The debate about questions and their stupidity is on-going. Dumb is subjective. Thoughtless or insensitive is a little more precise. Questions about people’s family planning are often in that category. In the Jewish tradition, the Talmud guides a lot of our behavior and provides guidelines for prioritizing situations. However, Rav Abby, sister of Rabbi Landers, who might have been a cousin of Rabbi Manners have words of wisdom on this topic too. They had a consistent approach which almost always applied to these questions: you are not required to answer someone else’s question.
How do I answer when someone (fill in the blank question that reflects someone else’s curiosity or possible good intentions but is a raging trigger for you and you are just trying to get your copies made already!)? Or even from a friend, how do I respond when (fill in the blank question that you have no intention whatsoever of answering at that moment regardless of your relationship to the person asking).
A recent NYTimes Social Q’s answer summed it up beautifully. Their fill-in-the-blank-question was a curious friend who wanted to know whose fault was causing the infertility for a couple (!?!). “Rather than bringing a useful talk to a screeching halt because of one dumb question, how about redirecting it (“That’s not what I was talking about”) or brushing it off (“Oh, that doesn’t matter”) and returning to the valuable part of the discussion?” Besides that this does bring us back to the issue of “dumb questions” (there are two sides to that debate), they further point out that sometimes you are entitled to end a conversation and make others squirm. This is accomplished by one of my favorite responses, and tone is everything in this one, “Why do you ask?” That could be stated with chin downward looking out of the tops of your eyes, or with lips pursed and an icy tone, or a head tilt and furrowed brow and a dramatic forefinger and thumb around the chin for effect. All of these squarely place the issue into the hands of the person asking the question – to whom attention ought to be directed – rather than on you or your partner’s reproductive organs and private life.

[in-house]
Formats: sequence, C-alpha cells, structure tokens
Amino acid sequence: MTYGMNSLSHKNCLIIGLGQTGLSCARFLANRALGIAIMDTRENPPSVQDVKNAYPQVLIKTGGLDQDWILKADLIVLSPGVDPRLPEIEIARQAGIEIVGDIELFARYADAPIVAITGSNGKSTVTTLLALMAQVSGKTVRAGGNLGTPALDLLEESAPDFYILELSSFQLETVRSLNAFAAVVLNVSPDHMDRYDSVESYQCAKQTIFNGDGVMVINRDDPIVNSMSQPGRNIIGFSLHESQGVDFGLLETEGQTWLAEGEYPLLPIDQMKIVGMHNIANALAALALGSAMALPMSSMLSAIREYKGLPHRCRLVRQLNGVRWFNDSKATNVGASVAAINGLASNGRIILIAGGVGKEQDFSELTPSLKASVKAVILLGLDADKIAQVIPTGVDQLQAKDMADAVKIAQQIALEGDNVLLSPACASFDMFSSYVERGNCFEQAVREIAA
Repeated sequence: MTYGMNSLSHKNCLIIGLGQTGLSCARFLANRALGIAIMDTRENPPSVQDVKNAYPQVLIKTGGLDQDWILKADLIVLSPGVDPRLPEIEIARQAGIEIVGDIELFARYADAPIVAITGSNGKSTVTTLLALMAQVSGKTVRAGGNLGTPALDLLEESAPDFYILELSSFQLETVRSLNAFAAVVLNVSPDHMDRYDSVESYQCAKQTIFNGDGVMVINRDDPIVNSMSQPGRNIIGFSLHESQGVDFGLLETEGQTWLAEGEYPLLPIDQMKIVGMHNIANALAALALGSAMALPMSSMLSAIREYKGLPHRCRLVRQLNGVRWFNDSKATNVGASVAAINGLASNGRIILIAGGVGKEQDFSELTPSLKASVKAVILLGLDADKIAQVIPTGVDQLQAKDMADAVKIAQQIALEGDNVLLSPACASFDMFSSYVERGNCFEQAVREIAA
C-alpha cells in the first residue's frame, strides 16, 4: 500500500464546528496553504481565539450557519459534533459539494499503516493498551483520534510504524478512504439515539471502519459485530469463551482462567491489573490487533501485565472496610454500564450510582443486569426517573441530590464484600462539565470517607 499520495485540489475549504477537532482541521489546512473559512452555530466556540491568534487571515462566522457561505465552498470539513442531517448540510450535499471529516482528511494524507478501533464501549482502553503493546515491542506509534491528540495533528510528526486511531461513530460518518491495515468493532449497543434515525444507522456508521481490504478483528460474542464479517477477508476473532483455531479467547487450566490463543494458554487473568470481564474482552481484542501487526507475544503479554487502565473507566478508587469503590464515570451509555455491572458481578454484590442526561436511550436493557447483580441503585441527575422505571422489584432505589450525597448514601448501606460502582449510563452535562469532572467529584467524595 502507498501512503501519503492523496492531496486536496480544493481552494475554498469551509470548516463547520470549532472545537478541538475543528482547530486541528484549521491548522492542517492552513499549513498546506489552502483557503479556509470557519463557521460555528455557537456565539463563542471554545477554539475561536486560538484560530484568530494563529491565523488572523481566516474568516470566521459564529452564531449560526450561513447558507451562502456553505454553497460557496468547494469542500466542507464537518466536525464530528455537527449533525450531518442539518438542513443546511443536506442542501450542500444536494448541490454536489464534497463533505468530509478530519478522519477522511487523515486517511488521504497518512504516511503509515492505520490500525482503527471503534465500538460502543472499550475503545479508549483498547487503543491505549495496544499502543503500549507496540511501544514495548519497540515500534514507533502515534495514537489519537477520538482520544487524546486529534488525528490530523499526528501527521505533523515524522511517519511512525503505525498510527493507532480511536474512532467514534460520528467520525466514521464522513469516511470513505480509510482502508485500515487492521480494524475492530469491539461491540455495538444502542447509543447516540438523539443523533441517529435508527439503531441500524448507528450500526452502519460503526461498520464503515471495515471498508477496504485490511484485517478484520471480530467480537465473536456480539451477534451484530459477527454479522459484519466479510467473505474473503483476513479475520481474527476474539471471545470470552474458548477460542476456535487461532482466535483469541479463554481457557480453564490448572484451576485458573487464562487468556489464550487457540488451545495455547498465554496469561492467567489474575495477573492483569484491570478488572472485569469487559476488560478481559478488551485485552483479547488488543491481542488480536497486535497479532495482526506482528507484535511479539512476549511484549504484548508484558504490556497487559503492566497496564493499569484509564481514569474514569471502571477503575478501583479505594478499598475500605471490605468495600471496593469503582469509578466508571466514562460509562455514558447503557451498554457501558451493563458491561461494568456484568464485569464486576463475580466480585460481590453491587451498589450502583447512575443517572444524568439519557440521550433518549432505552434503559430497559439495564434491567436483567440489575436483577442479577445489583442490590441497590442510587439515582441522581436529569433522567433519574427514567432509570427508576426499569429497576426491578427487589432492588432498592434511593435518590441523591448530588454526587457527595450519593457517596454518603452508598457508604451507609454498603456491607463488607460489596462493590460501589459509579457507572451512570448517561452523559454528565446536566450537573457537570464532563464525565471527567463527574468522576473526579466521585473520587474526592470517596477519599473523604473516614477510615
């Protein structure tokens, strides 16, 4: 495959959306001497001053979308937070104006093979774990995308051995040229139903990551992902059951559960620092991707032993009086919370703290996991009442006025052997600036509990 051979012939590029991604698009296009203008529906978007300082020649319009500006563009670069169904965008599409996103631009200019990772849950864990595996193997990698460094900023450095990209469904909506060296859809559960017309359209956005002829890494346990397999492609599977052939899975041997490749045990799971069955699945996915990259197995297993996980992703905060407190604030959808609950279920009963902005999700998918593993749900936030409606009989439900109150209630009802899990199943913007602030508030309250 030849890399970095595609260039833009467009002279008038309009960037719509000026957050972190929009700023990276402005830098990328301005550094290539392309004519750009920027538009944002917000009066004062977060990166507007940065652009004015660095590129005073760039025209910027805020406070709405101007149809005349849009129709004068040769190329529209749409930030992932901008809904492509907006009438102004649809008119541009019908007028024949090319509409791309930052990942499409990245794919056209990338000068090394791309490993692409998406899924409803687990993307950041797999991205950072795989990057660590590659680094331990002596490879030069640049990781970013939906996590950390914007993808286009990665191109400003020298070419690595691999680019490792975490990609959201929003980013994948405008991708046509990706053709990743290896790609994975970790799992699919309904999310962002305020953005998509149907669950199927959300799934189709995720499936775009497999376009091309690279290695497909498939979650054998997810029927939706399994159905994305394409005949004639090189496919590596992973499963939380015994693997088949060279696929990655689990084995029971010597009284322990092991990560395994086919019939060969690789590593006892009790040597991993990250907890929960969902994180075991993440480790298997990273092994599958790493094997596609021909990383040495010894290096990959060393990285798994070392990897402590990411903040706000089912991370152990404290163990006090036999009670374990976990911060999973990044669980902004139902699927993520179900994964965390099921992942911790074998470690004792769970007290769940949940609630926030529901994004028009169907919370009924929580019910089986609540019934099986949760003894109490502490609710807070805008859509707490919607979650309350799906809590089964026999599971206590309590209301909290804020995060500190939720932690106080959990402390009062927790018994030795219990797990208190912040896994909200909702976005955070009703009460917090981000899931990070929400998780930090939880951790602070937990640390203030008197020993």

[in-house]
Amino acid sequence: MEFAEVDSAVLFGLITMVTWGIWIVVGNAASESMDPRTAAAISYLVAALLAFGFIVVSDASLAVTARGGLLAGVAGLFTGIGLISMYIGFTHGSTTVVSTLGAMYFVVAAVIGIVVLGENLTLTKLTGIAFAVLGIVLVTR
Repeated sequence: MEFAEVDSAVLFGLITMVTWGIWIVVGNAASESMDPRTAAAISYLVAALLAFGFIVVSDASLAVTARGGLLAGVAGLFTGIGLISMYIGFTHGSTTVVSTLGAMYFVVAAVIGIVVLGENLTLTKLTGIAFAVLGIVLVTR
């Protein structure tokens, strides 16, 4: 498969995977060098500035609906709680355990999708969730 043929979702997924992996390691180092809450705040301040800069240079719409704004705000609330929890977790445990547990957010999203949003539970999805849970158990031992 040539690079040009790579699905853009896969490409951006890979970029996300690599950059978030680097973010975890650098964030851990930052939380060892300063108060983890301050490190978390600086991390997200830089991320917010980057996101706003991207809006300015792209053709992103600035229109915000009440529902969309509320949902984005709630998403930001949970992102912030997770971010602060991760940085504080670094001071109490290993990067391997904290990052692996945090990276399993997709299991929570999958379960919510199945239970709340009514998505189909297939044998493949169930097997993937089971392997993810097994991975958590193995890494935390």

The first attempts to redirect or brush off, however, are useful when we know or are hopeful that the other person really does have good intentions or is a good friend and just fumbled the attempt to open a conversation. As noted above, this is still accomplished without answering the question.
So here is your mantra. Repeat after me: “I am not required to answer someone else’s questions.”
And here are your multiple choice stock answers to keep at the ready:
a) “That’s not what I was talking about”
b) “Oh, that doesn’t matter”
c) “Why do you ask?”
d) “Interesting that you ask. What’s really on my mind is…” (To talk about it or to change the subject)
d) “That reminds me, I have always wanted to ask you and I know it’s not really any of my business… ” Silence. Blank stare. (Okay. Maybe not, but I’ve always wanted to do that).
Happy not answering!